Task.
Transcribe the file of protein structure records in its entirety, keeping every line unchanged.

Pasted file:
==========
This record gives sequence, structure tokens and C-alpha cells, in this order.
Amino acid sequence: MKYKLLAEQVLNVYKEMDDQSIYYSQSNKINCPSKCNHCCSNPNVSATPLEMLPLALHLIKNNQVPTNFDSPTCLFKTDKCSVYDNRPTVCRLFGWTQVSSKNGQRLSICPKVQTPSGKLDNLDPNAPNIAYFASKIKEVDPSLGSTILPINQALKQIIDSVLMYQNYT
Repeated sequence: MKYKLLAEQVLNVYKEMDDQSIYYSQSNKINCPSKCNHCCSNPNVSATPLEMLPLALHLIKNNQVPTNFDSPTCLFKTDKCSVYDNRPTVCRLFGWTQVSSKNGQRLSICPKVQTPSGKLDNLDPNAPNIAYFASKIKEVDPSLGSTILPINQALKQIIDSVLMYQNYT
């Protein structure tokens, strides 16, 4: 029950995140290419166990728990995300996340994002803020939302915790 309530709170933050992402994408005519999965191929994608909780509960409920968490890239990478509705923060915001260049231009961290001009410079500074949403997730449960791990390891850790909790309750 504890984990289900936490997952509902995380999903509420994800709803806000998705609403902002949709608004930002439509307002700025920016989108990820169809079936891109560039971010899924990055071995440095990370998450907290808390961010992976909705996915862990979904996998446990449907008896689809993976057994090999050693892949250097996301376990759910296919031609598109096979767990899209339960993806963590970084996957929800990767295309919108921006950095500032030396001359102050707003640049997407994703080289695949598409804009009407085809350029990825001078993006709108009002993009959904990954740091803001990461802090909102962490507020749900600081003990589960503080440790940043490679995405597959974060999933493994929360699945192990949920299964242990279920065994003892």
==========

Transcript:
This record gives sequence, structure tokens and C-alpha cells, in this order.
Amino acid sequence: MKYKLLAEQVLNVYKEMDDQSIYYSQSNKINCPSKCNHCCSNPNVSATPLEMLPLALHLIKNNQVPTNFDSPTCLFKTDKCSVYDNRPTVCRLFGWTQVSSKNGQRLSICPKVQTPSGKLDNLDPNAPNIAYFASKIKEVDPSLGSTILPINQALKQIIDSVLMYQNYT
Repeated sequence: MKYKLLAEQVLNVYKEMDDQSIYYSQSNKINCPSKCNHCCSNPNVSATPLEMLPLALHLIKNNQVPTNFDSPTCLFKTDKCSVYDNRPTVCRLFGWTQVSSKNGQRLSICPKVQTPSGKLDNLDPNAPNIAYFASKIKEVDPSLGSTILPINQALKQIIDSVLMYQNYT
């Protein structure tokens, strides 16, 4: 029950995140290419166990728990995300996340994002803020939302915790 309530709170933050992402994408005519999965191929994608909780509960409920968490890239990478509705923060915001260049231009961290001009410079500074949403997730449960791990390891850790909790309750 504890984990289900936490997952509902995380999903509420994800709803806000998705609403902002949709608004930002439509307002700025920016989108990820169809079936891109560039971010899924990055071995440095990370998450907290808390961010992976909705996915862990979904996998446990449907008896689809993976057994090999050693892949250097996301376990759910296919031609598109096979767990899209339960993806963590970084996957929800990767295309919108921006950095500032030396001359102050707003640049997407994703080289695949598409804009009407085809350029990825001078993006709108009002993009959904990954740091803001990461802090909102962490507020749900600081003990589960503080440790940043490679995405597959974060999933493994929360699945192990949920299964242990279920065994003892």